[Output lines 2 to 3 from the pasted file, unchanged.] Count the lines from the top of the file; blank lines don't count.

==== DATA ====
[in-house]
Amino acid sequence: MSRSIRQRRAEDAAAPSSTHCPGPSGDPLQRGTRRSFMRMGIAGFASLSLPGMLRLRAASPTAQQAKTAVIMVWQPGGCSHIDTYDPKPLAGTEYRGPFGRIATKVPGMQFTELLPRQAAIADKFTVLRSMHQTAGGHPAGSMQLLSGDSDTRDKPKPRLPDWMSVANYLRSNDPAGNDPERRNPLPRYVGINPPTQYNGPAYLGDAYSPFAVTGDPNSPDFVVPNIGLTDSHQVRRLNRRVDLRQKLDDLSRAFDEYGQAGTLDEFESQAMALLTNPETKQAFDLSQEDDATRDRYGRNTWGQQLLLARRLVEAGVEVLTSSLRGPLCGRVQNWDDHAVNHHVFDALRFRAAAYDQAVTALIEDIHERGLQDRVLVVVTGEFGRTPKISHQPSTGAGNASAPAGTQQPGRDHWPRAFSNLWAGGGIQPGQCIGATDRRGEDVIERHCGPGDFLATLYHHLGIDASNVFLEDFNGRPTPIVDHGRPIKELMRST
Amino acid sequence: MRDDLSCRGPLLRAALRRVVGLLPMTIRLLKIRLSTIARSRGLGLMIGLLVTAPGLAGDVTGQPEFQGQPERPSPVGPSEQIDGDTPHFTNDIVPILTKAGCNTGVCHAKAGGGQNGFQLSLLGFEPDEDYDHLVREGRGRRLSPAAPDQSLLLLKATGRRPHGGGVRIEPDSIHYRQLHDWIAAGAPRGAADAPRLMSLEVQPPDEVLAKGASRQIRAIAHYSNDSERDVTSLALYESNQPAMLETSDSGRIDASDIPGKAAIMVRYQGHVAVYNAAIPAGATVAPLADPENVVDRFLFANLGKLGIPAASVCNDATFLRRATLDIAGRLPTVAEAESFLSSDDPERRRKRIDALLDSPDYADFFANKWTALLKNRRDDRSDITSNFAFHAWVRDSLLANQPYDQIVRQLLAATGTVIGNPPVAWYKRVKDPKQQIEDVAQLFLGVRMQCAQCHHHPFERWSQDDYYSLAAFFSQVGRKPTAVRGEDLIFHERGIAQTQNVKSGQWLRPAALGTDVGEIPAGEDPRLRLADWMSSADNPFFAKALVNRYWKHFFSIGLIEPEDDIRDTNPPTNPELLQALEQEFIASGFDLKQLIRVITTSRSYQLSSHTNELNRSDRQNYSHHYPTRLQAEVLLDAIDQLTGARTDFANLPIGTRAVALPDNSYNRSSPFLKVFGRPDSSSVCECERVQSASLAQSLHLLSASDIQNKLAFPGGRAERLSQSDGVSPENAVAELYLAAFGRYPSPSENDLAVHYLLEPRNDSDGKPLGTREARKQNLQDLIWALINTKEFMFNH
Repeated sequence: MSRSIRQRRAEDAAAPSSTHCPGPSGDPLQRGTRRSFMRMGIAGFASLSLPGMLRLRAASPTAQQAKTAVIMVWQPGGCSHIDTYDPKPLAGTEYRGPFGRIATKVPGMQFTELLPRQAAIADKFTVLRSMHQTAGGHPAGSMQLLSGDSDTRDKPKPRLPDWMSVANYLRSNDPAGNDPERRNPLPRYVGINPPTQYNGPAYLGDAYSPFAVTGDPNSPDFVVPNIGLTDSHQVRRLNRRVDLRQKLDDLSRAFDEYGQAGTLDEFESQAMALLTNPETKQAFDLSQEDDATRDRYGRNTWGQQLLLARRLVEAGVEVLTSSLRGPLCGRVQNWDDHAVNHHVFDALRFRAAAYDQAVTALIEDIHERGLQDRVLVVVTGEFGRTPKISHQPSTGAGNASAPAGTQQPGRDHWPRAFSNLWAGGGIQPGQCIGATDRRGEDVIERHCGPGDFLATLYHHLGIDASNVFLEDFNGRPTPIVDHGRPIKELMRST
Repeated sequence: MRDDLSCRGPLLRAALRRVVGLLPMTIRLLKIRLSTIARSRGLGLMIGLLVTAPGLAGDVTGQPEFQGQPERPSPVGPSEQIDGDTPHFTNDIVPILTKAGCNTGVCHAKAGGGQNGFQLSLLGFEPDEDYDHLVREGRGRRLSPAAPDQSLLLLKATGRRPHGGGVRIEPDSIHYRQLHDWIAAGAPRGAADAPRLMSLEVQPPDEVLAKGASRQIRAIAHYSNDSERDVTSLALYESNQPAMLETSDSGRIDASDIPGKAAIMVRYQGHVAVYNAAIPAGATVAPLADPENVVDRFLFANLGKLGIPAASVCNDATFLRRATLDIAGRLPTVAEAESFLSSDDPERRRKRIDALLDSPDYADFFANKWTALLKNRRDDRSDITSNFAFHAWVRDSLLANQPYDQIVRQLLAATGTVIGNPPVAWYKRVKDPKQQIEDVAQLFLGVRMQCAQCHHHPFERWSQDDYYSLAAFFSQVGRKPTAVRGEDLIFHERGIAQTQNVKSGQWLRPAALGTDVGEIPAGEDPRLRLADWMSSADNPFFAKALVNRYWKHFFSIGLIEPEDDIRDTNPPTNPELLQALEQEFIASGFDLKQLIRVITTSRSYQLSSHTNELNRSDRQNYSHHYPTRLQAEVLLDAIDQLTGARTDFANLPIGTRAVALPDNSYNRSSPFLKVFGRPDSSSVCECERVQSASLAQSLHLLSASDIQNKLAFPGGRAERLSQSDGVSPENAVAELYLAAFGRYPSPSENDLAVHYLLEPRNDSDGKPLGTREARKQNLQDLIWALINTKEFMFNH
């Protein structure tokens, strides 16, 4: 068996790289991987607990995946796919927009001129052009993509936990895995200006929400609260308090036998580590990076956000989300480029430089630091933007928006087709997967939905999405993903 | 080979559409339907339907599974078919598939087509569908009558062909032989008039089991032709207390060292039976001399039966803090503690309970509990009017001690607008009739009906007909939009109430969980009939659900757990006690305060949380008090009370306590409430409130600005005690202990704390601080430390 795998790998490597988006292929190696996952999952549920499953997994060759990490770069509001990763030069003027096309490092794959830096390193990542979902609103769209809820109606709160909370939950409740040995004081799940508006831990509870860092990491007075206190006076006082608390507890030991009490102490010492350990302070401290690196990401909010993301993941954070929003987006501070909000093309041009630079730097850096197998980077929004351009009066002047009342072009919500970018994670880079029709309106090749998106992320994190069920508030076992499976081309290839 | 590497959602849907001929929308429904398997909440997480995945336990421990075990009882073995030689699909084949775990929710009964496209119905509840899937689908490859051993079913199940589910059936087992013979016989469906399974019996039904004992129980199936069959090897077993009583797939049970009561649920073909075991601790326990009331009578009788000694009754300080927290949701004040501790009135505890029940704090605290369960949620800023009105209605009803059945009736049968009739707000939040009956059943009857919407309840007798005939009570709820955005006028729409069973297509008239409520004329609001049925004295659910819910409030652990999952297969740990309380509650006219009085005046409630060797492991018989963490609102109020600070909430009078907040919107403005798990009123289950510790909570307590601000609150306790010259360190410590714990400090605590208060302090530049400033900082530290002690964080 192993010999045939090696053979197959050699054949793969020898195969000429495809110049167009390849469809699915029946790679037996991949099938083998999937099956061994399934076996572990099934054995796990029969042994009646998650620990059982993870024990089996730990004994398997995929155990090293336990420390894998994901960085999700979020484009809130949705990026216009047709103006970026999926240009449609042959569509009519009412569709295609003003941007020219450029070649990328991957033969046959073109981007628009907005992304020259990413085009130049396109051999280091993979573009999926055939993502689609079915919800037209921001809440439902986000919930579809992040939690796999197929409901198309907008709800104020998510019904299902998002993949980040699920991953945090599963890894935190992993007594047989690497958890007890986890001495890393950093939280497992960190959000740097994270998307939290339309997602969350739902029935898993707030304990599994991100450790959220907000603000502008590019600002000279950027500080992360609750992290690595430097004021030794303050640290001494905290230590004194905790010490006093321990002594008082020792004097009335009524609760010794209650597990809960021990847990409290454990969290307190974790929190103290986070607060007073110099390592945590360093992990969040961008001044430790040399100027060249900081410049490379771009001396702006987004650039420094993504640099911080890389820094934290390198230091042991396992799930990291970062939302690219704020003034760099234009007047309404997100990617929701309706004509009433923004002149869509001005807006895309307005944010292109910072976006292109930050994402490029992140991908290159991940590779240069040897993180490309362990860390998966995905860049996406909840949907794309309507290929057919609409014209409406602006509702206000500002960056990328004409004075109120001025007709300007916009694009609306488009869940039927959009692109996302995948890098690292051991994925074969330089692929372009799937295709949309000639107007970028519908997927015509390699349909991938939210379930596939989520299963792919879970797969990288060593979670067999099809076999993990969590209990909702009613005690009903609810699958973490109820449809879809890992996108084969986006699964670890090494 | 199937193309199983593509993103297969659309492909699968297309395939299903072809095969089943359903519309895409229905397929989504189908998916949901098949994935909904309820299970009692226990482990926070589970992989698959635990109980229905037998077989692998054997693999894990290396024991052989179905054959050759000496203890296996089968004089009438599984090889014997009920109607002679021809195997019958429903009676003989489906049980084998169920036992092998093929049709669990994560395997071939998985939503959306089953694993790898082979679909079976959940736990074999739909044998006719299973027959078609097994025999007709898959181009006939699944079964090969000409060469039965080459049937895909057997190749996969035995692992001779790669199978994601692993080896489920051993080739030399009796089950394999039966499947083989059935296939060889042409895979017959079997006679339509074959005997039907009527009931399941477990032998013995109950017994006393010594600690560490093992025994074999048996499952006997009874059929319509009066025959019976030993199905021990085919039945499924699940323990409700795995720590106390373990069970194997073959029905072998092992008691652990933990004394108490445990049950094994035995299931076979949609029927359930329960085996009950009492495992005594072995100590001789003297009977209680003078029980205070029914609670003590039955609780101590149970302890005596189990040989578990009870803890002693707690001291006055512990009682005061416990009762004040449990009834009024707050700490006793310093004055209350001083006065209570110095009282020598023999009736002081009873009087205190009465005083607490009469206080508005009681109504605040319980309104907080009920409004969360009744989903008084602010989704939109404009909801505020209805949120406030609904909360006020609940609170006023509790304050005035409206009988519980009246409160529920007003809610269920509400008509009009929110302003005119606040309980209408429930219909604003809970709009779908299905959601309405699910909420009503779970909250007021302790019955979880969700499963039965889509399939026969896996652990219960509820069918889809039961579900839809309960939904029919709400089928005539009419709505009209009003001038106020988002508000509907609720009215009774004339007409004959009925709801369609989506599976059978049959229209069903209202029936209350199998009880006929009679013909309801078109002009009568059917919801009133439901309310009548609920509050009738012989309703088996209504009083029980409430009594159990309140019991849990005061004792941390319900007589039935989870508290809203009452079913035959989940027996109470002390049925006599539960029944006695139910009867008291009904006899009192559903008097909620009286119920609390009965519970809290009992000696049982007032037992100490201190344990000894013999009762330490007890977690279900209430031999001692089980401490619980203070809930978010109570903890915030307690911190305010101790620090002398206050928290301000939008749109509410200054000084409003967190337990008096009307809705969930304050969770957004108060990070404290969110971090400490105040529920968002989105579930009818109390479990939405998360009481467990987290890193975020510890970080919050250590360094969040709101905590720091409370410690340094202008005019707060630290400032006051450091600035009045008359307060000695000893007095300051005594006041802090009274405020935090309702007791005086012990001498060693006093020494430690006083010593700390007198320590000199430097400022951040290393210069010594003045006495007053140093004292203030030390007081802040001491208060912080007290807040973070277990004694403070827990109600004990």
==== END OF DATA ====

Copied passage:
Amino acid sequence: MSRSIRQRRAEDAAAPSSTHCPGPSGDPLQRGTRRSFMRMGIAGFASLSLPGMLRLRAASPTAQQAKTAVIMVWQPGGCSHIDTYDPKPLAGTEYRGPFGRIATKVPGMQFTELLPRQAAIADKFTVLRSMHQTAGGHPAGSMQLLSGDSDTRDKPKPRLPDWMSVANYLRSNDPAGNDPERRNPLPRYVGINPPTQYNGPAYLGDAYSPFAVTGDPNSPDFVVPNIGLTDSHQVRRLNRRVDLRQKLDDLSRAFDEYGQAGTLDEFESQAMALLTNPETKQAFDLSQEDDATRDRYGRNTWGQQLLLARRLVEAGVEVLTSSLRGPLCGRVQNWDDHAVNHHVFDALRFRAAAYDQAVTALIEDIHERGLQDRVLVVVTGEFGRTPKISHQPSTGAGNASAPAGTQQPGRDHWPRAFSNLWAGGGIQPGQCIGATDRRGEDVIERHCGPGDFLATLYHHLGIDASNVFLEDFNGRPTPIVDHGRPIKELMRST
Amino acid sequence: MRDDLSCRGPLLRAALRRVVGLLPMTIRLLKIRLSTIARSRGLGLMIGLLVTAPGLAGDVTGQPEFQGQPERPSPVGPSEQIDGDTPHFTNDIVPILTKAGCNTGVCHAKAGGGQNGFQLSLLGFEPDEDYDHLVREGRGRRLSPAAPDQSLLLLKATGRRPHGGGVRIEPDSIHYRQLHDWIAAGAPRGAADAPRLMSLEVQPPDEVLAKGASRQIRAIAHYSNDSERDVTSLALYESNQPAMLETSDSGRIDASDIPGKAAIMVRYQGHVAVYNAAIPAGATVAPLADPENVVDRFLFANLGKLGIPAASVCNDATFLRRATLDIAGRLPTVAEAESFLSSDDPERRRKRIDALLDSPDYADFFANKWTALLKNRRDDRSDITSNFAFHAWVRDSLLANQPYDQIVRQLLAATGTVIGNPPVAWYKRVKDPKQQIEDVAQLFLGVRMQCAQCHHHPFERWSQDDYYSLAAFFSQVGRKPTAVRGEDLIFHERGIAQTQNVKSGQWLRPAALGTDVGEIPAGEDPRLRLADWMSSADNPFFAKALVNRYWKHFFSIGLIEPEDDIRDTNPPTNPELLQALEQEFIASGFDLKQLIRVITTSRSYQLSSHTNELNRSDRQNYSHHYPTRLQAEVLLDAIDQLTGARTDFANLPIGTRAVALPDNSYNRSSPFLKVFGRPDSSSVCECERVQSASLAQSLHLLSASDIQNKLAFPGGRAERLSQSDGVSPENAVAELYLAAFGRYPSPSENDLAVHYLLEPRNDSDGKPLGTREARKQNLQDLIWALINTKEFMFNH